What does heal us, however, is presence. Simple, unconditional, presence. This is another thing I learned from the friend who asked me if I always fall for broken girls. She taught me that it was okay to be broken, and in some strange way that I don’t fully understand, in our brokenness we can still be complete.

It was never the case that I saw myself as more put together, or more whole than these girls I cared about; it was simply that I wanted them to never feel that brokenness themselves. Now, I think brokenness is what brought us together and what continues to bring me closer to those around me. It creates a sense of recognition and relationship, but one that takes a lot of work. Pain builds walls, walls less like simple wooden fences between neighbors and more like mountain ranges between strangers in a foreign land. It is the job of love, not to break the walls down, but to scale them and, over time, extend a hand to the stranger on the other side. And when that stranger takes your hand in theirs, it can be the most beautiful thing in the world.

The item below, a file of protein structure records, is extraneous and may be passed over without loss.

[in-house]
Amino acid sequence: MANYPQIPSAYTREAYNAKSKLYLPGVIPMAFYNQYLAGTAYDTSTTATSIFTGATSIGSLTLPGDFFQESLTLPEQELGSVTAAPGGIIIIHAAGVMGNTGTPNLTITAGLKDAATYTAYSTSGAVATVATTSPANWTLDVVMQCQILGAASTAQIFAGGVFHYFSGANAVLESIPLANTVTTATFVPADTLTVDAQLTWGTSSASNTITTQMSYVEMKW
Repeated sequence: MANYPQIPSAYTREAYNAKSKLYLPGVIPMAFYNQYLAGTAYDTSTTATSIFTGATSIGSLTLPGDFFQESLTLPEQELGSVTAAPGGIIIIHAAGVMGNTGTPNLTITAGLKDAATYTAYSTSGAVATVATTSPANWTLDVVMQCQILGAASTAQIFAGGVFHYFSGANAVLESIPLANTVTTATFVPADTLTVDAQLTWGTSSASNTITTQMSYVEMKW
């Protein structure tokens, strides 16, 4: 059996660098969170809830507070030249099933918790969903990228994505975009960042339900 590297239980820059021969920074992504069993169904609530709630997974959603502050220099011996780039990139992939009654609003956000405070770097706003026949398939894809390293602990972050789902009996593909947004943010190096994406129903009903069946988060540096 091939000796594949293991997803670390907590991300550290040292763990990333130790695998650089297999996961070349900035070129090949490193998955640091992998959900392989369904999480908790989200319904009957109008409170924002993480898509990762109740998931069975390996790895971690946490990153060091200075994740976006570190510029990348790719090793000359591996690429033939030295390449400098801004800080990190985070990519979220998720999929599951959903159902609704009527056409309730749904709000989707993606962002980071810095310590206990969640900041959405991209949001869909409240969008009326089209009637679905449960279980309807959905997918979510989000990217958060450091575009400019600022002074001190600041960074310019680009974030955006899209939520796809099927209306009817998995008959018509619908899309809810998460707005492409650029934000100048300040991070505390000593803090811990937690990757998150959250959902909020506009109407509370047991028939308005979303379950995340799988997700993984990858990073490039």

It has been my experience that women are better wall builders than men. But they are also better wall climbers. They know how to expose the scars on their arms and line them up with yours, not caring that they don’t match, just making you feel like yours aren’t so hideous.

Accepting that is something that I’m learning, slowly, and I hope my sisters can continue to teach me and my brothers about the beauty of brokenness.